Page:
How to Pack Glasses When Moving

packing supplies and glasses

The Spruce / Michele Lee 

Overview
  • Working Time: 2 hrs
  • Skill Level: Beginner
  • Estimated Cost: $0 to $20

When preparing to move kitchen items, you need to be extra careful when packing fragile items such as glasses and cups. There are a few easy steps you can take when packing your glassware to ensure each one arrives at your new home in one piece.

For glasses and other glassware, use a medium-sized box rather than a large box, which may get too heavy and awkward to move. You'll also need packing paper, newsprint, towels, or other soft material—anything that can be easily wrapped around each glass or set of glasses. You can use bubble-wrap, but remember that it's hard to recycle and expensive to buy. Other materials that are free work just as well. If you decide to use old newspapers, be aware that you'll have to wash the glasses after they arrive at your new home to get rid of the black ink.

What You'll Need

Equipment / Tools

  • Marker

Materials

  • Medium-sized boxes
  • Packing paper, newsprint, old towels, or bubble wrap
  • Packing tape

Instructions

  1. Prepare the Box

    If you're using paper, whether it's packing paper or newsprint, crumple up several sheets, enough to cover the bottom of the box. Crumpling the paper will provide enough cushioning to protect the glasses from hitting the bottom, and it will protect the glasses if the box is accidentally dropped.

    If you're using towels or sheets, make sure you have a thick enough layer on the bottom to protect the contents from bumps.

    person crumpling packing paper
    The Spruce / Michele Lee 
  2. Wrap Big, Heavy Glasses

    Always wrap and pack the biggest, heaviest glasses first. You'll be placing these on the bottom of the box with lighter glasses on top.

    Using a flat, clean surface, lay your stack of paper or towels on the table or counter. Take one glass or mug and place it in one corner of the stack of paper or towels at an angle.  Start to roll the glass or mug, and as it rolls, stuff the ends of the paper or towel into the opening of the glass. Wrap until the glass is completely covered.

    person wrapping each glass one at a time
    The Spruce / Michele Lee  
  3. Wrap Identical Glasses Two-at-a-Time

    If you have large sheets of paper, you can save packaging materials by wrapping two glasses in one sheet. This works best if the glasses are the same size. Follow the above instructions, and once you've used half the paper sheet and the first glass is fully wrapped and protected, add the second glass next to it and continue wrapping, stuffing the paper ends into the second glass's opening.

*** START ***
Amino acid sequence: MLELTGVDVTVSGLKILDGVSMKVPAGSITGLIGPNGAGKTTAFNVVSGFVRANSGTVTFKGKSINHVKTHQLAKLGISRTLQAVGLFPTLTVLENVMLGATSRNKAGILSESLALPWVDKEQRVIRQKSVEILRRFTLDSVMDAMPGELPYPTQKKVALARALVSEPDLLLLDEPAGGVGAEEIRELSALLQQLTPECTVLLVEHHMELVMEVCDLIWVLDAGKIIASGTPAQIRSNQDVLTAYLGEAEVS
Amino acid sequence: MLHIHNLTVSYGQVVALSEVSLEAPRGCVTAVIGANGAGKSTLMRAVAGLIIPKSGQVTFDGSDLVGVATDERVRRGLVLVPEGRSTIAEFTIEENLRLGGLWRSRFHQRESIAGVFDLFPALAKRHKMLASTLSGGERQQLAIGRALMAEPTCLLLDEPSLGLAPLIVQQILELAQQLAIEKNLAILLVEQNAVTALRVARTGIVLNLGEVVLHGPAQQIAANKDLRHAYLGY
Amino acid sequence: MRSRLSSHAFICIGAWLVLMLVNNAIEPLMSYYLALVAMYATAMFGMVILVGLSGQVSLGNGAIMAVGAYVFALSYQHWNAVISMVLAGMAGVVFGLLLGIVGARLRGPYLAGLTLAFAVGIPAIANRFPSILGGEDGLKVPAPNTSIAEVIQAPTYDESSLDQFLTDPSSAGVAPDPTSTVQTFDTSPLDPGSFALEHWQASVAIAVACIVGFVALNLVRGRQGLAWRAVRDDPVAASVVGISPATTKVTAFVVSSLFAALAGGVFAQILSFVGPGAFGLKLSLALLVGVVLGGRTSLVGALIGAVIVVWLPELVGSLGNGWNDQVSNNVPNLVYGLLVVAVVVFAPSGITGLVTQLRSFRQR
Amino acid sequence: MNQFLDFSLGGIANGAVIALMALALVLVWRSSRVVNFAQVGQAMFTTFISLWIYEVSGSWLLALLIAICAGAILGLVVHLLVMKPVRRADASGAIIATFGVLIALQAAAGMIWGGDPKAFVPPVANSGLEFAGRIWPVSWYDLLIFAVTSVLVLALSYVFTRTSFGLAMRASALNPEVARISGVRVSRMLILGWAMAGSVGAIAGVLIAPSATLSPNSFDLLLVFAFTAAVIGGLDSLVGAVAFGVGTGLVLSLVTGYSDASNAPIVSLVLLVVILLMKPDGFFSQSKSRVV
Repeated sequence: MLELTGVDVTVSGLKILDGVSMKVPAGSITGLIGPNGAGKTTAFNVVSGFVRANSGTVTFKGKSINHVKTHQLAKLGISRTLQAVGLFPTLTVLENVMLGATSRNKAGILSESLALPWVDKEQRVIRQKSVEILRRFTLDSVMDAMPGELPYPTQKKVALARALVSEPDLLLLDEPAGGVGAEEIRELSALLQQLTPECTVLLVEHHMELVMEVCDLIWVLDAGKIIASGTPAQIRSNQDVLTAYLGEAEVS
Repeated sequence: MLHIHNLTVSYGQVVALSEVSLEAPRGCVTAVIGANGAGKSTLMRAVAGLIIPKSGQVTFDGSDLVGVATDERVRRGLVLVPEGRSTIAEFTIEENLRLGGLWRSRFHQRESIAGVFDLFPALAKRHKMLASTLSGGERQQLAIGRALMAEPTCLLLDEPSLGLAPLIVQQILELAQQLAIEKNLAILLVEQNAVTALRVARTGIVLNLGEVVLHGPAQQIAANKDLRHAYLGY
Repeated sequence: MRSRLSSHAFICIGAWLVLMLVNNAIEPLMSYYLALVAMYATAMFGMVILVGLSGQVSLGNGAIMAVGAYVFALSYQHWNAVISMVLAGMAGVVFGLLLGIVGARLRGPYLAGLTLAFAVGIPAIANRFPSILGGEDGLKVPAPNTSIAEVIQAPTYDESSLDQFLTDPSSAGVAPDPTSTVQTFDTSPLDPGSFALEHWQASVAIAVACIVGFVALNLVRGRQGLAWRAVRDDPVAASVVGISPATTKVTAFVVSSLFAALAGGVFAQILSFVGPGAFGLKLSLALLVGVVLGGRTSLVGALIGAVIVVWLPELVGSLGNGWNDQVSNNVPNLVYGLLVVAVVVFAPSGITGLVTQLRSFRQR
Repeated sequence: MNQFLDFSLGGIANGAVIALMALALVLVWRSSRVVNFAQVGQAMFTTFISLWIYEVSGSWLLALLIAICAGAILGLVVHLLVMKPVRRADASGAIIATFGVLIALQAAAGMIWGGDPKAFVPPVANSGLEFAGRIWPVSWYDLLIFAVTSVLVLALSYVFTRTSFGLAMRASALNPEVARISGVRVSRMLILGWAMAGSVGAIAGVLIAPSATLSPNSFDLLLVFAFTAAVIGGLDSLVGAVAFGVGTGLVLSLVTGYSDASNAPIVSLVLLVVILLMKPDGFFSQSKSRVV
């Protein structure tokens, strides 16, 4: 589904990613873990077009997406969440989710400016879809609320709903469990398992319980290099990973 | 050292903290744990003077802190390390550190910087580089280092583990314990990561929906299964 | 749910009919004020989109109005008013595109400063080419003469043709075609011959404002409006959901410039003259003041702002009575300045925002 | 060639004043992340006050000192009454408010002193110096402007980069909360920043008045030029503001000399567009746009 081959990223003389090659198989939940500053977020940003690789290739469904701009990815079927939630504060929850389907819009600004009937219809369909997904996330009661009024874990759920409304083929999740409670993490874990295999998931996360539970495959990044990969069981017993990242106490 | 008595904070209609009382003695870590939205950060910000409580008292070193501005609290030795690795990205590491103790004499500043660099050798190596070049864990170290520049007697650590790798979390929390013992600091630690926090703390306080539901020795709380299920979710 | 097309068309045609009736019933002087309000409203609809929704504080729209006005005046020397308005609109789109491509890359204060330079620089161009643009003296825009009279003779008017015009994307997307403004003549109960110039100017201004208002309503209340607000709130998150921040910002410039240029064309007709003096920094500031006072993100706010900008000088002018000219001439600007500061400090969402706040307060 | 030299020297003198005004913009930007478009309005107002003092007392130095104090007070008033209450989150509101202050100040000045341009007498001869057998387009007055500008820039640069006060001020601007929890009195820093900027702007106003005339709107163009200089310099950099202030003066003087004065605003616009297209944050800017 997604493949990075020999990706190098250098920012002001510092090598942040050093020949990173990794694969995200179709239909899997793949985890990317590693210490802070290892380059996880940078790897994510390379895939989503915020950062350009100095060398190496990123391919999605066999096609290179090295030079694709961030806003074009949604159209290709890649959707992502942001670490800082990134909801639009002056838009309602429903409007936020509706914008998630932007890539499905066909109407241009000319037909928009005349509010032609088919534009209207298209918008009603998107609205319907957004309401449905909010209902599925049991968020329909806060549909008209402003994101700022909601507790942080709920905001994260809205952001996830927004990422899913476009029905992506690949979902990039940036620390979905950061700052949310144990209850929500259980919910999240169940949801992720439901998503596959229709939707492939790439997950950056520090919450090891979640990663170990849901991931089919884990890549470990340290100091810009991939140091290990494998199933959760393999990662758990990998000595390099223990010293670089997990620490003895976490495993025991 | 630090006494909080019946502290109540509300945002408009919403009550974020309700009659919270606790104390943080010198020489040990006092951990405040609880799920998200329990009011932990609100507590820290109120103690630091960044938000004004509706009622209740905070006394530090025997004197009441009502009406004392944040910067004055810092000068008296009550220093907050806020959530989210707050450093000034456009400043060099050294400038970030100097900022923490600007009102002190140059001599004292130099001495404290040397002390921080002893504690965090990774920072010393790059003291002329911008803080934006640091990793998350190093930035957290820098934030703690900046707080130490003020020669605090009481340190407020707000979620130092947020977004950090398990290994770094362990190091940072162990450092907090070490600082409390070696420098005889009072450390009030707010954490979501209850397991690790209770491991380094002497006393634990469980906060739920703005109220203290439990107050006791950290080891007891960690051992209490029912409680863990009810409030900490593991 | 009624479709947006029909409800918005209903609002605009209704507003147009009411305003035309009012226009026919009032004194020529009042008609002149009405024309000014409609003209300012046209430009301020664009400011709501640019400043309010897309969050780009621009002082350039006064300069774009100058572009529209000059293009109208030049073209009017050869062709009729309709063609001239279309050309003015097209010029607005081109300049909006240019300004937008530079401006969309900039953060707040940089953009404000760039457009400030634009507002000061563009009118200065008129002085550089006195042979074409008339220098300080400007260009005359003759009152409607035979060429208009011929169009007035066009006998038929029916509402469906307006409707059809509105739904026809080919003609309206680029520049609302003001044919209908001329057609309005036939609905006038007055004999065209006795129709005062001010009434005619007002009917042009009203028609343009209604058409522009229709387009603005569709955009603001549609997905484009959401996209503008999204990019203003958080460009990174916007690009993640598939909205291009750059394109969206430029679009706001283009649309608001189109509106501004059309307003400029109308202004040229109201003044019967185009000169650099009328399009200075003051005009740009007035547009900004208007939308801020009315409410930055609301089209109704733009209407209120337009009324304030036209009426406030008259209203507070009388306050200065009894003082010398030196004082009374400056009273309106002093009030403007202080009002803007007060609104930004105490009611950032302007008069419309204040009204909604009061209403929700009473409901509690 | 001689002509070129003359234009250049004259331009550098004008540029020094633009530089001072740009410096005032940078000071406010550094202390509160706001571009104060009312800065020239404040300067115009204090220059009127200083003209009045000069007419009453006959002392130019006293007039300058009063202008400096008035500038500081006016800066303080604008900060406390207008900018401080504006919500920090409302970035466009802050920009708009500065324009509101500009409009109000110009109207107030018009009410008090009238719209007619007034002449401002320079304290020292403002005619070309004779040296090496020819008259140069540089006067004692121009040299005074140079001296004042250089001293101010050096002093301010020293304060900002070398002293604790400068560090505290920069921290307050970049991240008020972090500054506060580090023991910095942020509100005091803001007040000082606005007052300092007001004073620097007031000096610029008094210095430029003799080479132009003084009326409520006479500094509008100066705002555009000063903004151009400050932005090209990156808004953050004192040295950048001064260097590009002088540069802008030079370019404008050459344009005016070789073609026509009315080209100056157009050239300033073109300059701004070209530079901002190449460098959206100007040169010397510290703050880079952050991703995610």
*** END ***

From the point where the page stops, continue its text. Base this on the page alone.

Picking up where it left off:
person wrapping a second glass next to the first one
    The Spruce / Michele Lee 
  4. Box Up the First Layer

    Now that your glass or glasses are wrapped, fold over the ends at the bottom of the glass, creating a nice tight package. You shouldn't be able to feel the cup's edges at this point. If you can, you may need to wrap another layer of paper depending on whether the glass has a handle or a large lip. 

    Place the glass or set of glasses into the box on top of the crumpled paper or stacked towels. 

    a box of wrapped glasses
    The Spruce / Michele Lee 
  5. Fill the Box

    Keep wrapping your glasses into single or double packages and place them one on top of another. Make sure heavy; larger glasses are on the bottom and lighter glasses on top.

    person adding extra packing paper to the top of the box
    The Spruce / Michele Lee 
  6. Wrapped Stemmed Glasses

    For glasses that have a fragile stem such as wine glasses, you can follow the steps above, but as you start to wrap the glass, make sure you wrap the stem first. Use half a sheet to wrap the stem, then place it on the stack of paper and start rolling. This ensures that the most fragile part of the glass is well protected. Also, you should only wrap one stemmed glass at a time rather than two, and these glasses should always be packed in the box last, leaving lots of room for extra cushioning at the top of the box.

    person wrapping up a champagne flute
    The Spruce / Michele Lee 
  7. Cushion the Top

    Make sure you don't stuff the box full and that you leave room at the top for extra packing material. Make sure that the amount of crumpled paper that you added to the bottom of the box is the same amount that you add to the top. Or if you're using towels or other materials, leave enough room to add a thick layer on top.

    person making sure to leave space at the top of the moving box
    The Spruce / Michele Lee 
  8. Check and Seal the Box

    Before you seal the box closed, gently shake it back and forth. You shouldn't be able to hear any glass clicking or feel much shifting of its contents. 

    Once you're happy with the packing, seal the box closed with packing tape and label it, noting what's inside and which room it belongs in. Always mark the box as "fragile" so that the movers know to be careful when handling it.

    person taping up a moving box
    The Spruce / Michele Lee 
    person writing "fragile" on a moving box
    The Spruce / Michele Lee 

Other Packing Tips

  • Ask a wine store or specialty liquor store if they can give you some divided boxes, which will provide extra protection for your glassware.
  • If you pack stacks of glasses in a box with other fragile items, make sure the glasses are put in last, on top of the other items.
  • Don't over-pack the box; however, make sure there isn't space where glasses can shift about. Extra space should be filled with rolled-up newspaper or bubble wrap.